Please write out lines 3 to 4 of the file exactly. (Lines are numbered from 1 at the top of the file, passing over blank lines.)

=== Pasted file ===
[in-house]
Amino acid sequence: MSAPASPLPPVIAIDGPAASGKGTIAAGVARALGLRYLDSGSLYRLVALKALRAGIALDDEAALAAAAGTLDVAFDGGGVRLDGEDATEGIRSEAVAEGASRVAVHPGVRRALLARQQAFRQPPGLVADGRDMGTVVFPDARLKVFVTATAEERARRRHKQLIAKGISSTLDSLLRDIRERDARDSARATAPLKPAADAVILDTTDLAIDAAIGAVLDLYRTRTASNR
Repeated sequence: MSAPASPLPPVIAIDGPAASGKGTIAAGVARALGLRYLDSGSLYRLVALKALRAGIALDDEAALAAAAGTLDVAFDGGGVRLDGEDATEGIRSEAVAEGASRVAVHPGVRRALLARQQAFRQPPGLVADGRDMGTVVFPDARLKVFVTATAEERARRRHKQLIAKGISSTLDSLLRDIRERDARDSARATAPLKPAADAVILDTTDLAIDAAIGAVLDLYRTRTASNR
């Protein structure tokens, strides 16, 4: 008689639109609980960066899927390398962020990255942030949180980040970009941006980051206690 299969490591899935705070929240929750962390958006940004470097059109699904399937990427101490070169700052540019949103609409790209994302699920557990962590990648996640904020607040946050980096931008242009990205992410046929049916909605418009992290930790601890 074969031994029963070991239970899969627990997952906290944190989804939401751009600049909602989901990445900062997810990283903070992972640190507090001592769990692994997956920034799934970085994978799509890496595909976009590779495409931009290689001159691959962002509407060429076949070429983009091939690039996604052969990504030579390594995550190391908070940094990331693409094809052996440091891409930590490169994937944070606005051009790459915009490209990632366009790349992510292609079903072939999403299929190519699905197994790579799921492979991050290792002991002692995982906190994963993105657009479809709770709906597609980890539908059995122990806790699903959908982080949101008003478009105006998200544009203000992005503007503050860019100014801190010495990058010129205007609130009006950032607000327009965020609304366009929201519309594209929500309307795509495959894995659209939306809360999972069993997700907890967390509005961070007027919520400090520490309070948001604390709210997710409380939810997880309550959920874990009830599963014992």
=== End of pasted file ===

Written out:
Repeated sequence: MSAPASPLPPVIAIDGPAASGKGTIAAGVARALGLRYLDSGSLYRLVALKALRAGIALDDEAALAAAAGTLDVAFDGGGVRLDGEDATEGIRSEAVAEGASRVAVHPGVRRALLARQQAFRQPPGLVADGRDMGTVVFPDARLKVFVTATAEERARRRHKQLIAKGISSTLDSLLRDIRERDARDSARATAPLKPAADAVILDTTDLAIDAAIGAVLDLYRTRTASNR
């Protein structure tokens, strides 16, 4: 008689639109609980960066899927390398962020990255942030949180980040970009941006980051206690 299969490591899935705070929240929750962390958006940004470097059109699904399937990427101490070169700052540019949103609409790209994302699920557990962590990648996640904020607040946050980096931008242009990205992410046929049916909605418009992290930790601890 074969031994029963070991239970899969627990997952906290944190989804939401751009600049909602989901990445900062997810990283903070992972640190507090001592769990692994997956920034799934970085994978799509890496595909976009590779495409931009290689001159691959962002509407060429076949070429983009091939690039996604052969990504030579390594995550190391908070940094990331693409094809052996440091891409930590490169994937944070606005051009790459915009490209990632366009790349992510292609079903072939999403299929190519699905197994790579799921492979991050290792002991002692995982906190994963993105657009479809709770709906597609980890539908059995122990806790699903959908982080949101008003478009105006998200544009203000992005503007503050860019100014801190010495990058010129205007609130009006950032607000327009965020609304366009929201519309594209929500309307795509495959894995659209939306809360999972069993997700907890967390509005961070007027919520400090520490309070948001604390709210997710409380939810997880309550959920874990009830599963014992």